|Publication number||US5515159 A|
|Application number||US 08/386,404|
|Publication date||May 7, 1996|
|Filing date||Feb 10, 1995|
|Priority date||Feb 10, 1995|
|Publication number||08386404, 386404, US 5515159 A, US 5515159A, US-A-5515159, US5515159 A, US5515159A|
|Inventors||Peter W. Sites, Bernard A. Roche, Creed F. Jones, III, James C. Griner|
|Original Assignee||Westinghouse Electric Corporation|
|Export Citation||BiBTeX, EndNote, RefMan|
|Patent Citations (3), Referenced by (72), Classifications (7), Legal Events (10)|
|External Links: USPTO, USPTO Assignment, Espacenet|
1. Field of the Invention
This invention relates generally to vision systems for inspecting the integrity of seals on packaged goods and more particularly to an on-line machine vision system for inspecting the integrity of package seals for packages including elastomer seals.
2. Description of the Prior Art
Machine vision systems for inspecting the seals of packages containing various types of products moving at a relatively rapid rate along a production line are generally known and typically involve the use of one or more video cameras which are located at an inspection station where the packages are viewed as they pass along a conveyor. Images are generated of the packages which are then analyzed in order to determine the existence of any defects, for example, in the seal between a container and the lid affixed thereto.
Attempts to implement machine vision solutions seldom fail for lack of ability to perform the requisite analyses, but rather it is the failure to adequately capture images that contain all of the information necessary for performance of these analyses. This is due, for example, to incorrect sensor selection, improper optics, poor lighting, lack of attention to part positioning and/or materials handling problems and various other matters that can cause the system to acquire inadequate images and hence fail to operate as intended.
Accordingly, it is an object of the present invention to provide an improvement in on-line machine vision systems for performing inspection of package seals.
It is another object of the invention to provide an on-line machine vision system for performing quality inspection of opaque, translucent, and transparent elastomer sealed flexible and semi-rigid package seals.
It is still another object of the invention to provide an improvement in the lighting utilized in an on-line machine vision inspection of package seals.
It is a further object of the invention to provide an on-line machine vision system for performing an inspection of a package seal for continuity, location and type of defect.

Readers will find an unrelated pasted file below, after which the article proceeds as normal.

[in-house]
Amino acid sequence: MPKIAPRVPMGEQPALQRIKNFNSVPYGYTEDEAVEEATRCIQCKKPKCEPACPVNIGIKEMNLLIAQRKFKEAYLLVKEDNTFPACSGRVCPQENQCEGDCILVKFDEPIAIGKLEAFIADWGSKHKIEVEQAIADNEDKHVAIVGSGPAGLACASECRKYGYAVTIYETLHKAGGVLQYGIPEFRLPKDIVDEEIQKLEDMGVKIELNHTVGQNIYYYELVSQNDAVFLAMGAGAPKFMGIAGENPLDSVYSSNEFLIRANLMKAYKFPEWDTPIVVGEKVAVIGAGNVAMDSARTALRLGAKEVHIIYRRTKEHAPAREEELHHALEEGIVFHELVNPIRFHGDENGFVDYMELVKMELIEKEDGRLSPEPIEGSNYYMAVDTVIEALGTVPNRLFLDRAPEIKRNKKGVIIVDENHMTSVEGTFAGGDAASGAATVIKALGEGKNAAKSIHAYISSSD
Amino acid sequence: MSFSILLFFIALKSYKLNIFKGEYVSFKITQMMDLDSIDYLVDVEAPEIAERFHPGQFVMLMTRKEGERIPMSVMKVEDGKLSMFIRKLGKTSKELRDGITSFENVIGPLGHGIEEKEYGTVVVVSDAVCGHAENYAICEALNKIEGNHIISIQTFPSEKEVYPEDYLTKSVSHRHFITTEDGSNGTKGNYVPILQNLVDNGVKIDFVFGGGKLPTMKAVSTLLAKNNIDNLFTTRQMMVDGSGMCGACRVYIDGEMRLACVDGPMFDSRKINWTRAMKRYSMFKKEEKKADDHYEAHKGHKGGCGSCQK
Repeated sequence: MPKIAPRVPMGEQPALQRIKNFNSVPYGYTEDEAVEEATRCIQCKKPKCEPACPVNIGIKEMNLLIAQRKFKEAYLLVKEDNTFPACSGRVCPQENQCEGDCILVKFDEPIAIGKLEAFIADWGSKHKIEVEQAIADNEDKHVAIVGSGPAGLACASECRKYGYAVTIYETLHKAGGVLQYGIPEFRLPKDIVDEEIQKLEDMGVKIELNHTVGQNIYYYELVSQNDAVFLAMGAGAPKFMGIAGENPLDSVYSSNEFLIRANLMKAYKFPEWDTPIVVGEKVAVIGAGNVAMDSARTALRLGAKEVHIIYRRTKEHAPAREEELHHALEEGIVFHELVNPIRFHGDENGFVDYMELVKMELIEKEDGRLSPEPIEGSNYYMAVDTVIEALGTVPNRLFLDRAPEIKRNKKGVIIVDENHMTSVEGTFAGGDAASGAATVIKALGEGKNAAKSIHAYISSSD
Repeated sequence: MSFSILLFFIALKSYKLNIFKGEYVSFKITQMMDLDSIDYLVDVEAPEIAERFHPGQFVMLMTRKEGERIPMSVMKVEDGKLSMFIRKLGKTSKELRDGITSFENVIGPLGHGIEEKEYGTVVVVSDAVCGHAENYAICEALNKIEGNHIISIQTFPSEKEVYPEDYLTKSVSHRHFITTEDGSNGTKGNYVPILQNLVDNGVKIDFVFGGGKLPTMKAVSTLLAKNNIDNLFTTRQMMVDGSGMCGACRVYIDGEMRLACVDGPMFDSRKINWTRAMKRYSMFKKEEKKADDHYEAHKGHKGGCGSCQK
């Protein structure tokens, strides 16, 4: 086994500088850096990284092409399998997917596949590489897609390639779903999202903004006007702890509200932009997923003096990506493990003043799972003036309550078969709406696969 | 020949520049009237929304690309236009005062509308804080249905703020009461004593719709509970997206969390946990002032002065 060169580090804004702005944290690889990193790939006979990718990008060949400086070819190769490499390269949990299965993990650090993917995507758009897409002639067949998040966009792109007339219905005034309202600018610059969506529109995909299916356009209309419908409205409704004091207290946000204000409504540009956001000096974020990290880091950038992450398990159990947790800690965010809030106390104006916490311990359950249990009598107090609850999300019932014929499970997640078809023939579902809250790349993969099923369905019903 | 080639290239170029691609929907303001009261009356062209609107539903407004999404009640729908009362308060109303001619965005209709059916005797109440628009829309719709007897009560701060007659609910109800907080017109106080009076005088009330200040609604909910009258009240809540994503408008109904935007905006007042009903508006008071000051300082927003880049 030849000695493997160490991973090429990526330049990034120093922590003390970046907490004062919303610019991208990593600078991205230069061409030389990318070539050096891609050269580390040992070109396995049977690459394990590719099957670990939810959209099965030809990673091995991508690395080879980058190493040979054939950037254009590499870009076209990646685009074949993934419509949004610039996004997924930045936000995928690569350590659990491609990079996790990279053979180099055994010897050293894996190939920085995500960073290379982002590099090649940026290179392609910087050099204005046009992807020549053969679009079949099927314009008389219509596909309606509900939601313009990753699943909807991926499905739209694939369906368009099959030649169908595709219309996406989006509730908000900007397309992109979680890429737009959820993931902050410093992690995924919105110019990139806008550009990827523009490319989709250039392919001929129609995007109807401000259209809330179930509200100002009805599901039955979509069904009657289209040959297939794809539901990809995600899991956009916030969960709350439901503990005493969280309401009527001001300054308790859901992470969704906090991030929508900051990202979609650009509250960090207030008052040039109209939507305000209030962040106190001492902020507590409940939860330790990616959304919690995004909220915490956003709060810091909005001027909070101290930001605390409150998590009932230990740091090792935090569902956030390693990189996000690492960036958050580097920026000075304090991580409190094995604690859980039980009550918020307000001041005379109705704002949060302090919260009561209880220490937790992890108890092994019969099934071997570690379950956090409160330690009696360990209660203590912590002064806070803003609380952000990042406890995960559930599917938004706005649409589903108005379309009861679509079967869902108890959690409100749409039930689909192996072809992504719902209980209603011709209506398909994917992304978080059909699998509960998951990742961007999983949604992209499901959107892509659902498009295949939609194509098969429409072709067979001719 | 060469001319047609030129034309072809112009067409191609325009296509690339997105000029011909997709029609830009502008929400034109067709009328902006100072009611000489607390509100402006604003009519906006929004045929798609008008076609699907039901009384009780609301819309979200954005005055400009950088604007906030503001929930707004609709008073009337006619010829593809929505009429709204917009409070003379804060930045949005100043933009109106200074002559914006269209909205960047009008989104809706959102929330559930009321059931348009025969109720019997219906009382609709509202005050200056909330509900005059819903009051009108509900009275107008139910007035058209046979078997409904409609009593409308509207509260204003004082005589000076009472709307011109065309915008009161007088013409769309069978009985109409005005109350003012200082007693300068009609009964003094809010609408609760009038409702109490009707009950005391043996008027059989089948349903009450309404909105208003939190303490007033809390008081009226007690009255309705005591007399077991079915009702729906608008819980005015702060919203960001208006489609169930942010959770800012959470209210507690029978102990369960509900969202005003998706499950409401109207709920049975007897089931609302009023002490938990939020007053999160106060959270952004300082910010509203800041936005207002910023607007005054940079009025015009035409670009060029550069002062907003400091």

It is yet another object of the invention to provide an on-line machine vision system which can continuously monitor system operation and when necessary transmit inspection information to a host system for archiving and statistical analysis.
Briefly, the foregoing and other objects are achieved by apparatus and a method implemented thereby for performing on-line inspection of opaque, translucent and transparent elastomer sealed flexible and semi-rigid package seals. In the case of highly reflective opaque seals of various elastomers and colors, low incident angle e.g. 5°-15°, structured side lighting is used to locate and define the seal and highlight defects within the sealed area. Actual angle of incidence and intensity are application dependent, however, and thus may be tailored to the specific application intended. The structured light is generated by a plurality of low incident angle light sources located substantially perpendicular to a major axis of straight or substantially straight sections of the seal and a plurality of structured light sources located perpendicular to a chord of curved segments of the seal. For transparent i.e. highly light transmissive seals, not only is the low incident structured side lighting utilized to define the seal area, but uniform back lighting of the package and seal is provided in order to then locate and classify defects within the seal boundaries. Multiple video images of portions of the area containing the seal and portions of the remaining lidstock are generated by CCD type cameras in response to one or more sensors which detect the presence and proper positioning of the package moving along a conveyor for image acquisition. The images generated are fed to one or more image processors which perform a series of stored program operations which, among other things, define the straight and curved portions of the sealed area, the edges of the actual sealed area, and the actual width of the sealed area. The actual width is compared to a prescribed minimum value, then the package is (a) accepted, (b) possibly accepted, or (c) rejected. Unacceptable packages or possibly acceptable packages are diverted from the inspection station by diverter assemblies for further inspection. If the seal is acceptable, the images are next processed to detect the presence or absence of flaw candidates such as channel defects, cluster defects, or incomplete seals. Each flaw candidate is then subjected to further analysis for locating any flaws relative to their location on the package and determines the type and severity of each defect. The package is then again either (a) accepted or (b) rejected.